- Temple of Isis with large, lavishly adorned altar in the south of the small square to the right of Lykourgos Logothetes street which leads to the harbour
By Mari P. Ziolkowski, Ph.D.
The term ‘yogini’ has several meanings, according to Miranda Shaw. She states that the term can mean a female practitioner of yoga, or ritual arts, a female being with magical powers, or a type of female deity.1 Though I am interested in all of the above, in this paper I will focus on the human female adept, guru or yogini.
When I first read in some depth about the cult of the yoginis, I was a bit put off by their connection to left handed Tantric practices (development of magical abilities, group sacred sexual practices, wandering naked, meditation in the cremation grounds).2 However, it seems that as I am drawn into further understanding of my relationship with the Tantric Wisdom Goddess Kali, I am also drawn into a need to understand who these antinomian yoginis were (are). On an intuitive level, after working with Kali, reviewing several sources, and hearing some presentations on the yogini/dakinis,3 I became absolutely convinced of their existence not only in the Buddhist Tantric tradition, but in its sister Hindu Tantric tradition as well. Though it has been said that there is not much in the way of academic sources to support this claim, coming from a feminist spirituality standpoint as I do, I believe that their presence must be teased out from the rather masculinist sources that make up much of academia. (read more...)
by Rohase Piercy
Every woman has her ‘juno’. Guiding spirit, higher self, female genius, call her what you will, according to Roman belief we all have one, just as every man has his ‘genius’. Whatever the social, political and domestic restrictions imposed by patriarchal Rome upon its women, here was something no husband, father or master could deny: a little piece of the Celestial Goddess, the Saviour, Mother and Queen of Rome, resided in every woman, slave and free, as a guide and companion through life. The concept of female Deity would soon be all but obliterated by the new religion of Christianity with its masculine threefold God, but women of the Classical era still took it for granted that they, like their Bronze Age ancestresses, reflected the Divine image equally with men. Juno’s Greek counterpart, Hera, offered a role-model to women throughout every stage of life, from Pais (child) to Khera (widow); but Juno goes a step further, and personifies the female principle itself.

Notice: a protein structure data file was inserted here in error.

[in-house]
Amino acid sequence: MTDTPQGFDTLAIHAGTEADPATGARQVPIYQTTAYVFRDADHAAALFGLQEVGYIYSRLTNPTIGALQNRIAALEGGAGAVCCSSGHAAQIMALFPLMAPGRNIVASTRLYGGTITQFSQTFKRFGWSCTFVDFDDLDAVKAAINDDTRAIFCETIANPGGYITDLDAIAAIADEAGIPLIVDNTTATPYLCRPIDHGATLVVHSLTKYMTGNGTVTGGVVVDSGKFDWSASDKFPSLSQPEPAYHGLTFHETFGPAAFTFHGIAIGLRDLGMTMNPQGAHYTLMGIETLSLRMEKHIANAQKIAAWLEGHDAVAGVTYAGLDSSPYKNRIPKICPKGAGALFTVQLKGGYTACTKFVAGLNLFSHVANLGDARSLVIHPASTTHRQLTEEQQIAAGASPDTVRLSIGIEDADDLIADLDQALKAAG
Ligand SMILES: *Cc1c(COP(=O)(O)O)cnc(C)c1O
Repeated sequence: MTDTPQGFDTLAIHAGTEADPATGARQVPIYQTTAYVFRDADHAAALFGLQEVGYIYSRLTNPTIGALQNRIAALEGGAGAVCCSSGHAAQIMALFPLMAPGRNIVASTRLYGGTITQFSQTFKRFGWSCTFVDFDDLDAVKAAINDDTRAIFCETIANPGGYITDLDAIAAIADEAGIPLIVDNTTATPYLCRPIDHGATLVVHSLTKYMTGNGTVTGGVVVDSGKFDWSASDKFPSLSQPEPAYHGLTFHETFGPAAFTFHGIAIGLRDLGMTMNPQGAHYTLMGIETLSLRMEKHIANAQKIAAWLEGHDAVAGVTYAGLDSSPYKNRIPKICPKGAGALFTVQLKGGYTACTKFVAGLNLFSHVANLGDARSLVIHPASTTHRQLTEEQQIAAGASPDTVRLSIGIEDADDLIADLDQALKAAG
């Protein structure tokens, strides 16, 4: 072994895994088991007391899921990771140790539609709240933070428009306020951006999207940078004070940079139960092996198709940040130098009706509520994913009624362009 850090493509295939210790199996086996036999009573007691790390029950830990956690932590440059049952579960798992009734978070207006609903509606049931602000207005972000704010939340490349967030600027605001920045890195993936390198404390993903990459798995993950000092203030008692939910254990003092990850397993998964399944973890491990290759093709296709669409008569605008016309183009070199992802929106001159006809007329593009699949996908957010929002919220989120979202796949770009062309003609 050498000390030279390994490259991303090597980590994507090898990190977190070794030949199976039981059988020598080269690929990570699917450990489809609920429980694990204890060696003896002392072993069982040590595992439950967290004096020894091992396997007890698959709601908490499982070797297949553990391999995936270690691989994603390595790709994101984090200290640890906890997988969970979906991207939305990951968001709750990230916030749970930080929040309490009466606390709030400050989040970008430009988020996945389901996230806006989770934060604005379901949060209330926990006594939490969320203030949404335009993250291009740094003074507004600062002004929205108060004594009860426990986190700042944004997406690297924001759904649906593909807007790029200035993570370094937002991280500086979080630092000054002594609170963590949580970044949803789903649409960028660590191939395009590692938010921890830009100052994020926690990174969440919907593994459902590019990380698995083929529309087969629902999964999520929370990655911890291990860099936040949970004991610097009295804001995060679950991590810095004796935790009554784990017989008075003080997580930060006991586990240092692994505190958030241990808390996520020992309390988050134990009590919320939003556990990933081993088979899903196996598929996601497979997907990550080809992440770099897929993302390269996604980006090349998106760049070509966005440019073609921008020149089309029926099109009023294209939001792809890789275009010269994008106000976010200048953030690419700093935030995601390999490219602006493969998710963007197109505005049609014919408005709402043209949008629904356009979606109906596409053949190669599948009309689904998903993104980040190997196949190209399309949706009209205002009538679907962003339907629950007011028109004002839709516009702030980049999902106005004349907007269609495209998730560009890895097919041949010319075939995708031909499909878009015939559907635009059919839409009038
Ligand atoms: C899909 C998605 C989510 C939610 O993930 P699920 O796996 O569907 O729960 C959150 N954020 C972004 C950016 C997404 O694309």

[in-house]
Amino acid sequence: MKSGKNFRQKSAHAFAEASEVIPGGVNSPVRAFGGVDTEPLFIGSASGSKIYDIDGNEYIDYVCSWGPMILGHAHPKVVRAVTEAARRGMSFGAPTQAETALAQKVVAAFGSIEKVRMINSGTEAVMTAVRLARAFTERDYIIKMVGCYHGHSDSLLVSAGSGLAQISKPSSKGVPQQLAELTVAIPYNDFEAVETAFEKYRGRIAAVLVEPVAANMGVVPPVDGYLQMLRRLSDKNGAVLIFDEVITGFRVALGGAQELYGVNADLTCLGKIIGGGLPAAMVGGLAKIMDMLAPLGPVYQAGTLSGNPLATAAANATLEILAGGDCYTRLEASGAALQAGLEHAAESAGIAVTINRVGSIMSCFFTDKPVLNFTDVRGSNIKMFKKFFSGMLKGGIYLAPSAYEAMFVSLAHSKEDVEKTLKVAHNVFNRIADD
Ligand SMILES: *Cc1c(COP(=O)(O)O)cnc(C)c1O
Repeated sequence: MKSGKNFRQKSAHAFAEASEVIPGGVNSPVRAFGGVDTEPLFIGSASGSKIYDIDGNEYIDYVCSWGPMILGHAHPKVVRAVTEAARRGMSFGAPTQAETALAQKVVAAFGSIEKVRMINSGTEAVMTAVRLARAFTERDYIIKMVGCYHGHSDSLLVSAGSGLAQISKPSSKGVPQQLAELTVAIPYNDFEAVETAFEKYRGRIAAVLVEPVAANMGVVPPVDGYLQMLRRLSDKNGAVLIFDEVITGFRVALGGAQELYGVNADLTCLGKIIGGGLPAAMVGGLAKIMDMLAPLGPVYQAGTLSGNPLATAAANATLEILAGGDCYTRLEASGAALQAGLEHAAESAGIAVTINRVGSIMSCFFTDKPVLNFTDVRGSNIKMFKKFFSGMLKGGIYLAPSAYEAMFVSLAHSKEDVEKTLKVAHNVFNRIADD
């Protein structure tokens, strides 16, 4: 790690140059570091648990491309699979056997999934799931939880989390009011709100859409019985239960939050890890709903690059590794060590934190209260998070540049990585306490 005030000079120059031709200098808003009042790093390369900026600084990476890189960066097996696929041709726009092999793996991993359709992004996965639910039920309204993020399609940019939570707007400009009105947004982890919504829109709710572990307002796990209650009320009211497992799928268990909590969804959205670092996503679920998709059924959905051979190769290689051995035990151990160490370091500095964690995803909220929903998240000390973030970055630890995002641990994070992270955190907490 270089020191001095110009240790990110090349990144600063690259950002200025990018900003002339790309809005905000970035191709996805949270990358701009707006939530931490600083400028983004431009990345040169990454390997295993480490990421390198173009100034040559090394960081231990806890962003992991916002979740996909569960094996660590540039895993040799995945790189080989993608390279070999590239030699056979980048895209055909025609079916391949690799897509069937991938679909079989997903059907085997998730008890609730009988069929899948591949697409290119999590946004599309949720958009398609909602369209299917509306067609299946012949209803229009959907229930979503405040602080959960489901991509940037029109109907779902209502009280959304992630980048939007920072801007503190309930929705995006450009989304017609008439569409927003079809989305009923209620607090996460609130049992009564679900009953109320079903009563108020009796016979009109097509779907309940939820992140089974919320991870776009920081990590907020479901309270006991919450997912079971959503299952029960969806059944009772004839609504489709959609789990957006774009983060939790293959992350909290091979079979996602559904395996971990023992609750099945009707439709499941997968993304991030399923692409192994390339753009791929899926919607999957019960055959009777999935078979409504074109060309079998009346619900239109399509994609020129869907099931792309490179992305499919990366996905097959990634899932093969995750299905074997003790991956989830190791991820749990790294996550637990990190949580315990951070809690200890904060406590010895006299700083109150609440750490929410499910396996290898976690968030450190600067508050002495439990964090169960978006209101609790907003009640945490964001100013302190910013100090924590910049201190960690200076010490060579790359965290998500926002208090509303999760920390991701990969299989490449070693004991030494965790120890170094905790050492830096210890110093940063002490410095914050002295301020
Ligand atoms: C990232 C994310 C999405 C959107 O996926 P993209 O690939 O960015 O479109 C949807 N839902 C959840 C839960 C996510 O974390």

The etymology of Juno’s name is thought to be linked to the Latin iuven, ‘youthful’, shortened to iun as a prefix (as in iunior, younger). Emile Benveniste identifies the original meaning of this root as ‘vital force’, connecting it with the Vedic word ayuh, ‘genius of the vital force’. Contemporary Roman commentators also saw a link to iuvare, ‘to aid’ or ‘to benefit’, re-enforcing Juno’s identification with her Etruscan counterpart Uni, whose name is thought to mean ‘She Who Gives’. Following the conquest of the Etruscan city of Veii in 396 BCE an evocatio was performed, issuing a solemn invitation to the Etruscan Goddess to transfer her allegiance to Rome. The invitation appears to have been accepted: Uni was worshipped in Rome as Iuno Regina, and her Temple on the Aventine Hill housed the ancient wooden cult statue transported from Veii. (read more...)
by Carolyn Lee Boyd
If you stand on the shore long enough, the ocean’s waves and the pulse of the blood in your veins will synchronize. Go to the water’s edge. Wait and be mesmerized by the ancient unstoppable rhythm until you no longer hear the waves as separate from yourself. That moment is the beginning of the story I have to tell, and that of all of us.
Forty years ago, my mother came to this New England beach where I now stand because she had begun hungering beyond all reason for seafood. For weeks she had consumed pound after pound of fish, mussels, clams, shrimp and seaweed. She had sought the ocean’s edge hoping for salvation from her compulsion, but instead she found that she wanted nothing more than to annihilate herself under the waves. Distracted by the sound of an ambulance siren just as she was about to take the first step towards the deep, she ran a half mile back to her family’s vacation cottage, locked the door behind her, and vowed never to go alone to the shore again.
She and her father had finally decided to sell the cottage, and my mother was clearing away generations of summer vacation debris to get it ready to show to buyers. They had stopped coming there years ago when she was ten and hankered for more glamorous vacations. The two of them were the only family each had since her mother had died giving birth to her before having other children, so the cottage was abandoned when it no longer interested her. (read more...)